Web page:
Practice Guide 26 – Leases – determination
Updated: May 2013
This edition of the guide replaces the January 2013 edition. Sections 3.1.1 and 13 have been amended to reflect a change of practice on the enlargement of leases. Section 3.1.2 has been amended to clarify our treatment of an inferior lease when a headlease determines. Section 10, which deals with the determination of assured tenancies, has been added.
Scope of this guide
This guide gives you information about the different situations in which leases are determined and how the determination affects registered titles. It gives advice on how to lodge your application with Land Registry and sets out the documentation required in support of your application. The guide is aimed at conveyancers and you should interpret references to ‘you’ accordingly. Land Registry staff will also refer to it.
1 Abbreviations and terms used
‘CLRA 2002’ means the Commonhold and Leasehold Reform Act 2002
‘conveyancer’ means an authorised person within the meaning of s.18, Legal Services Act 2007 who is entitled to provide the conveyancing services referred to in paragraphs 5(1)(a) and (b) of Schedule 2 to that Act, or a person carrying out those activities in the course of their duties as a public officer. It also includes an individual or body who employs or has among their managers such an authorised person who will undertake or supervise those conveyancing activities (r.217A, LRR 2003)
‘HA 1988’ means the Housing Act 1988
‘LGHA 1989’ means the Local Government and Housing Act 1989
‘LPA 1925’ means the Law of Property Act 1925
‘LRA 2002’ means the Land Registration Act 2002
‘LRR 2003’ means the Land Registration Rules 2003 (as amended)
‘LTA 1954’ means the Landlord and Tenant Act 1954
‘prescribed clauses lease’ means any lease which is required by r.58A, LRR 2003 to contain the prescribed clauses set out in Schedule 1A, LRR 2003
‘registered reversionary title’ means the registered title relating to a registered reversionary estate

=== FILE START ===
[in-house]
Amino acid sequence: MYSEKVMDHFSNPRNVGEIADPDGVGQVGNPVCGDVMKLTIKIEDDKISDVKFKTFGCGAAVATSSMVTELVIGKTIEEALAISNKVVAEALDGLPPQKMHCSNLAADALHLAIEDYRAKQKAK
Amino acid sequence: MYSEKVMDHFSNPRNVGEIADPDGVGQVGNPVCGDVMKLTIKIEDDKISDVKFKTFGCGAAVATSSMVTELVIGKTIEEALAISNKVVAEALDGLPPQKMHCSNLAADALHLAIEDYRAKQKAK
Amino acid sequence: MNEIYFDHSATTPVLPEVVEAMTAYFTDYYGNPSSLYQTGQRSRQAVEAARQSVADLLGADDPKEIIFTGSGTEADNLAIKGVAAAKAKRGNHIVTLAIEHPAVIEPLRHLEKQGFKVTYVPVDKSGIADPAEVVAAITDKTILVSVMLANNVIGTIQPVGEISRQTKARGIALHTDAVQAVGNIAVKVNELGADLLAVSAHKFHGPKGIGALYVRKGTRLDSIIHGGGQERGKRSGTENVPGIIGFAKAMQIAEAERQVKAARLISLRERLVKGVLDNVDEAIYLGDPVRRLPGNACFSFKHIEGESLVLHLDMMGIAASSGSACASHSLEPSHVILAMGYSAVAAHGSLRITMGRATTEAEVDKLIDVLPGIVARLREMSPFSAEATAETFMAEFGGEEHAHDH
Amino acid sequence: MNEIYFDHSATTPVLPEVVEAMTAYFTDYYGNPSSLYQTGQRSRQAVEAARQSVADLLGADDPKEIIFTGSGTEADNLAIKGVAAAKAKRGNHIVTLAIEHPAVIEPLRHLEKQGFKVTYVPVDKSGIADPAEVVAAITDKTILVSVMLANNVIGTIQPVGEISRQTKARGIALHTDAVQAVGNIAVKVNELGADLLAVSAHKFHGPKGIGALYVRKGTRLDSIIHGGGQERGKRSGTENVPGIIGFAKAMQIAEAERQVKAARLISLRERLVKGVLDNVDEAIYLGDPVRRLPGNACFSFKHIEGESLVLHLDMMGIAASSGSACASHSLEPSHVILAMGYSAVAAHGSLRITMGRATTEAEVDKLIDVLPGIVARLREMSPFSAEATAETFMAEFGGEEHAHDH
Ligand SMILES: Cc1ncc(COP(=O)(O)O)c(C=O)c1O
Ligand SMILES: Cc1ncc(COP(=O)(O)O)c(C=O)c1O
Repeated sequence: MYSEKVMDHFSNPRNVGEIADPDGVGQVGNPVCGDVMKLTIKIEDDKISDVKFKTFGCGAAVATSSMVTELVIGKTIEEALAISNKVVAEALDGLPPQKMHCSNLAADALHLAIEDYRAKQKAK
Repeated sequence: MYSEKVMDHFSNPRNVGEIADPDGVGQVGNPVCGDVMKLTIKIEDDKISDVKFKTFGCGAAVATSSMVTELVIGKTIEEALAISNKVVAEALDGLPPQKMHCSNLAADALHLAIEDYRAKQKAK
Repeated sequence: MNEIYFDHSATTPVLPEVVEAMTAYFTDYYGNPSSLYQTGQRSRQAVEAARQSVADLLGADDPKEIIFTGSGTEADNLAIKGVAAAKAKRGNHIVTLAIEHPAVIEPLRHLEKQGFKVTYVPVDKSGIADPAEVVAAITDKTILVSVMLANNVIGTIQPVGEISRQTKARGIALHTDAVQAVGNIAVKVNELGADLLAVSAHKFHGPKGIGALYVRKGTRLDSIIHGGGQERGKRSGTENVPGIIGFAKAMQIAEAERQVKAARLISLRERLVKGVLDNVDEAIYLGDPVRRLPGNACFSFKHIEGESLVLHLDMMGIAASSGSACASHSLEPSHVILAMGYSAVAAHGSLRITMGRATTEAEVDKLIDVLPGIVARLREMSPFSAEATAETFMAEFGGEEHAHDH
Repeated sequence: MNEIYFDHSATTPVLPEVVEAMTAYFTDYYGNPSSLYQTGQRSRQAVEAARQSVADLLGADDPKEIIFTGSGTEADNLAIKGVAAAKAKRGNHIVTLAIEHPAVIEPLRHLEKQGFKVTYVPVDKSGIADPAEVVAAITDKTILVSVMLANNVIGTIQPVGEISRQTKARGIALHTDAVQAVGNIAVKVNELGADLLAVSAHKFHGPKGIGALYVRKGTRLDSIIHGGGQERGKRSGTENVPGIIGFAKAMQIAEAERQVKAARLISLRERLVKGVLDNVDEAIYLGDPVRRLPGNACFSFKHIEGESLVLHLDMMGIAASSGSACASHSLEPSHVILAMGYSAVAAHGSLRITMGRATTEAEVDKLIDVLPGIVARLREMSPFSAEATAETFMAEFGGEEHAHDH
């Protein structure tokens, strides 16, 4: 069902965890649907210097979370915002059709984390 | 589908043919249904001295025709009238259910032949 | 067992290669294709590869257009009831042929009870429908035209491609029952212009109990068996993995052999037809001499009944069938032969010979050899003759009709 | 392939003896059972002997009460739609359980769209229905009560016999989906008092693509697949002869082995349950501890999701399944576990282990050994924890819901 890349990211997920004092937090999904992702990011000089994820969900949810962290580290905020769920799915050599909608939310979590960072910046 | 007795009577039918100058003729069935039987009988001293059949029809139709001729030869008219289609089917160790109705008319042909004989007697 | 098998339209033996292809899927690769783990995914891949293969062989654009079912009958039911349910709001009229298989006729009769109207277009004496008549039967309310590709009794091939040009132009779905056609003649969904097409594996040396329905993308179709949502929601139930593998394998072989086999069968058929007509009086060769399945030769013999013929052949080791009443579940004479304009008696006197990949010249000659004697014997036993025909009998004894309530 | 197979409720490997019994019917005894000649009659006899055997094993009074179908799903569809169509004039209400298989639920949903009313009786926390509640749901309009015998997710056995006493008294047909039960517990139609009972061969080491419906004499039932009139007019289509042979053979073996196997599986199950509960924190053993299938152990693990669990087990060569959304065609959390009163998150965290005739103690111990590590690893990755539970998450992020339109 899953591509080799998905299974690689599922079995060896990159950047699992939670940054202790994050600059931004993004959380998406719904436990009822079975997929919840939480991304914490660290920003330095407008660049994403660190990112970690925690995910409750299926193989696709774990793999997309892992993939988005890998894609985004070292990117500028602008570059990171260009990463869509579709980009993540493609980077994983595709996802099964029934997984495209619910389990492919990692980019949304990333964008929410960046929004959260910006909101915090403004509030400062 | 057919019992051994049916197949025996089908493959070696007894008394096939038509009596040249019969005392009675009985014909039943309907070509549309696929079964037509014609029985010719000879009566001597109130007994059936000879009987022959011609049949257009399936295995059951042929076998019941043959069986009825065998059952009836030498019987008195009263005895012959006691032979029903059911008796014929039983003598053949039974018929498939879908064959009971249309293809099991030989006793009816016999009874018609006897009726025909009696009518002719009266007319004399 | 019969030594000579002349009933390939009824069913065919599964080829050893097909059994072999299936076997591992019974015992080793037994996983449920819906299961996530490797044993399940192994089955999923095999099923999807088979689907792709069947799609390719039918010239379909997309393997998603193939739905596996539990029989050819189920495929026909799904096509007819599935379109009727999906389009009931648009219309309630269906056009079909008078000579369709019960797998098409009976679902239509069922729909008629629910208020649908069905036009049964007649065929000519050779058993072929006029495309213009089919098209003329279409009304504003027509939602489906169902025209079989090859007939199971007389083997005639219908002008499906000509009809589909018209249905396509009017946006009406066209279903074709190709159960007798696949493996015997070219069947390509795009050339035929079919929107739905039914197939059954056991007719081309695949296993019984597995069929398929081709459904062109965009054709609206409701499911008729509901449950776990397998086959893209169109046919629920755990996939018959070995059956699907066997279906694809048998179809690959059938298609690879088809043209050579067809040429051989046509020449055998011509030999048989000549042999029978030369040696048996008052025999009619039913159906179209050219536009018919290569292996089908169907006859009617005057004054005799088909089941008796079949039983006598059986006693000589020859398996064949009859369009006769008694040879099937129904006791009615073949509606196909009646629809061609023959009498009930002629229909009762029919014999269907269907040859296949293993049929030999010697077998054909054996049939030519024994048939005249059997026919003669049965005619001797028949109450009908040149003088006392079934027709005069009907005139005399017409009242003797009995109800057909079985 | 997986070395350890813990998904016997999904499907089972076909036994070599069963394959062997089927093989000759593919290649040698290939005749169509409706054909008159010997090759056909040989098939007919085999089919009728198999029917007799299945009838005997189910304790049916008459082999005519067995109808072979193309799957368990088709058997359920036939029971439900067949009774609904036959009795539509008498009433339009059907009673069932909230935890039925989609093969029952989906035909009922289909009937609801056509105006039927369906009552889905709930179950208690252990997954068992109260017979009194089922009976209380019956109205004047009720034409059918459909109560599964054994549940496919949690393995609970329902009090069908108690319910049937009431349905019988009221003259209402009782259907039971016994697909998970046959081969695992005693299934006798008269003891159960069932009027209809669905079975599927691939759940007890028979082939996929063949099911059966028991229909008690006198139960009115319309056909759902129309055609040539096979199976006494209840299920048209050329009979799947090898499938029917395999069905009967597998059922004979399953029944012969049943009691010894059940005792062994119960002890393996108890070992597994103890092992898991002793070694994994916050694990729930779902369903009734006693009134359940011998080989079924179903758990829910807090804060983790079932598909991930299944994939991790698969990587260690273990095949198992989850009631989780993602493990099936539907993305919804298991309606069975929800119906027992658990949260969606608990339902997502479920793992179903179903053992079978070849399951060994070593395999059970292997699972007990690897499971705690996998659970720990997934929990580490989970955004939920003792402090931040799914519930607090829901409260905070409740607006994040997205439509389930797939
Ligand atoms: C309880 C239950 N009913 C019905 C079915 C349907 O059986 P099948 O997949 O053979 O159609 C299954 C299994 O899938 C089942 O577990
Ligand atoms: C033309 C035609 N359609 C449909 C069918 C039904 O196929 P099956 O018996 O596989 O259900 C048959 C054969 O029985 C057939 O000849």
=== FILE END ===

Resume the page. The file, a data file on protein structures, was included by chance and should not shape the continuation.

‘reversionary estate’ means the immediate reversionary estate to the lease which is being determined
‘SDLT’ means stamp duty land tax.
There are various ways in which a leasehold estate in land may come to an end and affect either a registered title or a title that is the subject of first registration. For example:
merger of lease – when the leasehold estate is registered and the reversionary estate is either registered, or is the subject of an application for first registration
cancellation of notice of an unregistered lease from a registered reversionary title
determination of a registered lease into a reversionary estate, which is neither registered nor the subject of an application for first registration.
More specifically the lease itself can determine on:
surrender by deed
surrender by operation of law
effluxion of time
an order of the court
determination by notice
3 How to apply the LRA 2002 and LRR 2003 and make substantive applications to Land Registry
3.1 Points to consider on all applications
You will need to consider and take any appropriate action on the following points.
3.1.1 Documents required
In addition to any documents that may be specified in the sections relating to the method by which the lease has been determined, the following documents will be required, depending on whether the leasehold estate and/or the reversionary estate are registered.
Both interests registered To close a registered leasehold title on determination and cancel the notice of that lease in the registered reversionary title, you will need to lodge:
form AP1 for closure of the registered leasehold title (unless the lease has determined on enlargement – see section 13 Determination on enlargement)